Australians and New Zealanders recognise 25 April as a ceremonial occasion to reflect on the cost of war and to remember those who fought and lost their lives for their country. Commemorative services and marches are held at dawn, the time of the original landing, mainly at war memorials in cities and towns across both nations and the sites of some of Australia and New Zealand's more-recognised battles and greatest losses, such as Villers-Bretonneux in France and Gallipoli in Turkey.
One of the traditions of Anzac Day is the 'gunfire breakfast' (coffee with rum added) which occurs shortly after many dawn ceremonies, and recalls the 'breakfast' taken by many soldiers before facing battle. Later in the day, ex-servicemen and ex-servicewomen meet and join in marches through the major cities and many smaller centres.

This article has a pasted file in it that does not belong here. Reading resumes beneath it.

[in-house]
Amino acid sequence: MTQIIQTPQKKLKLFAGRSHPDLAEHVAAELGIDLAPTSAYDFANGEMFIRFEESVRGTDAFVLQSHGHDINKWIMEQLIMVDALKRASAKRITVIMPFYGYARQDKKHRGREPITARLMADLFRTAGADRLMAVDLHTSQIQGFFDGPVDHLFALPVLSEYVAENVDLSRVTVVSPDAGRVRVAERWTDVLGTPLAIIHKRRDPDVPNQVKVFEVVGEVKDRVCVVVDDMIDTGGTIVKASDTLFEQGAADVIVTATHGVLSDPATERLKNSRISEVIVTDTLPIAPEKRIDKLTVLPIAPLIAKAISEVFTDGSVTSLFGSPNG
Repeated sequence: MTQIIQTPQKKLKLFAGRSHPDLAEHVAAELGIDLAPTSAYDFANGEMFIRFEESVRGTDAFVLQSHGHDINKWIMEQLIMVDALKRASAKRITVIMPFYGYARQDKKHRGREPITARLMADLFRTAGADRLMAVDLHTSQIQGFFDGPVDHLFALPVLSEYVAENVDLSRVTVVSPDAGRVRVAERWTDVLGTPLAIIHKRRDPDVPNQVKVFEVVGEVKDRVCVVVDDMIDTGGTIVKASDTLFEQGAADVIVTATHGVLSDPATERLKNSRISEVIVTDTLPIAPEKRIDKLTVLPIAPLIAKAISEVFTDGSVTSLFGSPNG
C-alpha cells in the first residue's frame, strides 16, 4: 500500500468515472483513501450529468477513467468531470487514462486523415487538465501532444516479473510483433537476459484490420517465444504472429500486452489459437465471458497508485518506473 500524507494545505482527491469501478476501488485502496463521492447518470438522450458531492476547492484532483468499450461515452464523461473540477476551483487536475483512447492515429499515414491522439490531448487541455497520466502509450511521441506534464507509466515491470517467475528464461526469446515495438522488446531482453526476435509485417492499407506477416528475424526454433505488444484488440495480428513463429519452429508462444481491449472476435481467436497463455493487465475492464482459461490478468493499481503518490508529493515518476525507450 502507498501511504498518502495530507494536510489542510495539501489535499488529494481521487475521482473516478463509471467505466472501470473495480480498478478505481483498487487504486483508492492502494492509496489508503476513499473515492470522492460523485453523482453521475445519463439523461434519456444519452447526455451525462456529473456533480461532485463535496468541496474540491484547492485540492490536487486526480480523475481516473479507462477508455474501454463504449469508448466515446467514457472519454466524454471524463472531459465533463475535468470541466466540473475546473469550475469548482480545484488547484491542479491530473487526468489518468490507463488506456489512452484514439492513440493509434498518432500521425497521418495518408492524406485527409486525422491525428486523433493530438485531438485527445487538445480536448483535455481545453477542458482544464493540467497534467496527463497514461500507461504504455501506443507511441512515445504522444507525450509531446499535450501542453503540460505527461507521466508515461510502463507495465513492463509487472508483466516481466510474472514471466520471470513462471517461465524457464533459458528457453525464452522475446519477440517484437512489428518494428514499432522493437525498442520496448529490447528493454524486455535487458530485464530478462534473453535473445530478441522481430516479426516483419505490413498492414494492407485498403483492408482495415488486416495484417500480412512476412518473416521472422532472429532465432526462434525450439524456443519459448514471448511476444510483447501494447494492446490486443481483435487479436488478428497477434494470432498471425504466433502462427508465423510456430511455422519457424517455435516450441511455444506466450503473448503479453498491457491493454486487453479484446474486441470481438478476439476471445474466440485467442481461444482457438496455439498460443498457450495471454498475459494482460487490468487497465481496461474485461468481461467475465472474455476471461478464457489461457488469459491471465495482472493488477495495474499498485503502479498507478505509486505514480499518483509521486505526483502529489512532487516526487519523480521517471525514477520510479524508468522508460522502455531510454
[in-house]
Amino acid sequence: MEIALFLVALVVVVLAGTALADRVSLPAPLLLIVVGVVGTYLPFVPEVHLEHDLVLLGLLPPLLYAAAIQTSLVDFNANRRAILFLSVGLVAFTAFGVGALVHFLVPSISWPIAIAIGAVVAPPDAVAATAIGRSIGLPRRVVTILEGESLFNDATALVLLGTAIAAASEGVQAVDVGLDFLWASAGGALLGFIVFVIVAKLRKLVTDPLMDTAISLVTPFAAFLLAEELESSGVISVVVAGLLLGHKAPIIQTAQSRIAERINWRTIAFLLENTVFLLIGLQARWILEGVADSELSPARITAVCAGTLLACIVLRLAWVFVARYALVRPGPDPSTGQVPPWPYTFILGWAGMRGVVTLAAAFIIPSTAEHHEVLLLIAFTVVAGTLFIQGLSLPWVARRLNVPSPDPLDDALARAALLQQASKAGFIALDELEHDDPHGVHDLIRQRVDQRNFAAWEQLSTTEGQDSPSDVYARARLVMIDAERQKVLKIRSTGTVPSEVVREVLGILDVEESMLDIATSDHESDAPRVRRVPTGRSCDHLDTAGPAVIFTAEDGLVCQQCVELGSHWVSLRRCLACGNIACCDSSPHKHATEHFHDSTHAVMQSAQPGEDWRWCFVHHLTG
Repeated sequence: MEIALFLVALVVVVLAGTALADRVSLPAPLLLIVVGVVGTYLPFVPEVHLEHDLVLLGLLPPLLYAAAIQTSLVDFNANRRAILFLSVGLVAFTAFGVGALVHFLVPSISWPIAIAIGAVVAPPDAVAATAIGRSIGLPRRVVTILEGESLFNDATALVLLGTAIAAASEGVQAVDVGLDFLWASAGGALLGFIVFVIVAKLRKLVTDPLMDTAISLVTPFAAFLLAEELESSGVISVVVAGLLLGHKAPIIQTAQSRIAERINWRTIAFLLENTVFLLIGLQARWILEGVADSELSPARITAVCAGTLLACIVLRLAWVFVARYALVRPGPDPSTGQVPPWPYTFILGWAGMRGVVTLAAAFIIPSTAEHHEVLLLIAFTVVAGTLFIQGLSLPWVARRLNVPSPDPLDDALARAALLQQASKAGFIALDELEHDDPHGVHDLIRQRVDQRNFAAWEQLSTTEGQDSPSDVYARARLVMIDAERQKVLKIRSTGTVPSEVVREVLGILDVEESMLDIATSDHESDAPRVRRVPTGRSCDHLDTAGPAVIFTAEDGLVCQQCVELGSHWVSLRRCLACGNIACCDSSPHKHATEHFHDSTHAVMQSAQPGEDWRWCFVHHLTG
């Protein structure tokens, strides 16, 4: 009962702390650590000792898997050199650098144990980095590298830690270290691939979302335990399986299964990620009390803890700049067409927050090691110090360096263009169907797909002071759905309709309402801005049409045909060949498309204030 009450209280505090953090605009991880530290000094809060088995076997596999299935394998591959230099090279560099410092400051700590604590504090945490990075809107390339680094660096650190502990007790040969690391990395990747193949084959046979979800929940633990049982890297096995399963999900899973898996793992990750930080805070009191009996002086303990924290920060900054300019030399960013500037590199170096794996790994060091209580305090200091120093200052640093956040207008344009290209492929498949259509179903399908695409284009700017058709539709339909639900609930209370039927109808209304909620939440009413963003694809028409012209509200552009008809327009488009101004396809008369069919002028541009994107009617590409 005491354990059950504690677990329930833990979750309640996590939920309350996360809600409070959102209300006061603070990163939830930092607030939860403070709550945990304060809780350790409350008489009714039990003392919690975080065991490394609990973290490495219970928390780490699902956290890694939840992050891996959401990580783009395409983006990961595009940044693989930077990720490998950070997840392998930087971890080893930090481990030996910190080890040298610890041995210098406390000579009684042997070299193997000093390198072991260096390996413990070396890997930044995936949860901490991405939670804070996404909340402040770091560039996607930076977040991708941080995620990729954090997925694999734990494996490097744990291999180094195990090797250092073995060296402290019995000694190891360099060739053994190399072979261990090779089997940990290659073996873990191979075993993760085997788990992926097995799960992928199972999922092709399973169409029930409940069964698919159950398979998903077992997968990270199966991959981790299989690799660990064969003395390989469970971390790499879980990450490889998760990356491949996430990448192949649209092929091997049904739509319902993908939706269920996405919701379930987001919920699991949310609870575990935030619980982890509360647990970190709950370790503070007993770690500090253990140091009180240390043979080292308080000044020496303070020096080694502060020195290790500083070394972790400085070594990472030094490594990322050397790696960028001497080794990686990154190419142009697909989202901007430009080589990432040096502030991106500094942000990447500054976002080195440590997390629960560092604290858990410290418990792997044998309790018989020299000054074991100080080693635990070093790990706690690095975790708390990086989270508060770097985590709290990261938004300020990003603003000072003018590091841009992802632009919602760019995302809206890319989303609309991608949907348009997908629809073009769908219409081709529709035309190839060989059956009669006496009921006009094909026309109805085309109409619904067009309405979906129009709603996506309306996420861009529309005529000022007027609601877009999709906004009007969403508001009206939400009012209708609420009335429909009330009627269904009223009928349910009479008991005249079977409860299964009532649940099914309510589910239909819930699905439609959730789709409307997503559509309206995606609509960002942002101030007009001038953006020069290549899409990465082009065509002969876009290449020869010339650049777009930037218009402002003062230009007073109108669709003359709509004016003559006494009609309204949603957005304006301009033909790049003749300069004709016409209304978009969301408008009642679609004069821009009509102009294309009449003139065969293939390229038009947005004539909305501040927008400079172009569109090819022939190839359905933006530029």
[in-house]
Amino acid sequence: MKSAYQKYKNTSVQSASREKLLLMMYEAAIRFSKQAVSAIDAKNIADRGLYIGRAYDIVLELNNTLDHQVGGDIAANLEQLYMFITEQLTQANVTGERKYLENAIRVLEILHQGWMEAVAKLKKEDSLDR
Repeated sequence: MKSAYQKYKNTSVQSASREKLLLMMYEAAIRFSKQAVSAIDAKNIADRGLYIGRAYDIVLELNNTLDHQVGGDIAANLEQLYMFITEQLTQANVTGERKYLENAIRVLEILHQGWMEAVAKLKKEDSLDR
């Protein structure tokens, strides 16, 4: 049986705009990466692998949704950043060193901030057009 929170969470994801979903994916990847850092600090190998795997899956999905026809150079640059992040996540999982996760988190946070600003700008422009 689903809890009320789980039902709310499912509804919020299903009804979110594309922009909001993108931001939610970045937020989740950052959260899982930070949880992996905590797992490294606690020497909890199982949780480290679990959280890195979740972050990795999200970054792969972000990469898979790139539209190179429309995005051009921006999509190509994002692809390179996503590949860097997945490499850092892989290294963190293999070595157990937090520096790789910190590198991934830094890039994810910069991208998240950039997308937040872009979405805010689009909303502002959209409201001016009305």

The restoration of Poland's independence was gradual. The 11 November date chosen is the one on which Józef Piłsudski assumed control of Poland. The holiday was constituted in 1937 and was celebrated only twice before World War II. After the war, the communist authorities of the People's Republic removed Independence Day from the calendar, though reclamation of independence continued to be celebrated informally on 11 November. The holiday was officially replaced by the National Day of Poland's Revival, celebrated on the 22 July anniversary of the PKWN Manifesto. As Poland emerged from Soviet-influenced communism in 1989, the original holiday—on its original 11 November date—was restored.
The date corresponds to the date of other countries' Remembrance Day, Armistice Day, or Veteran's Day. All of these holidays and Polish Independence Day are indirectly related because they all emerged from the circumstances at the end of World War I.
The above information came from Wikipedia. All peoples suffer in war.
All veterans should be remembered.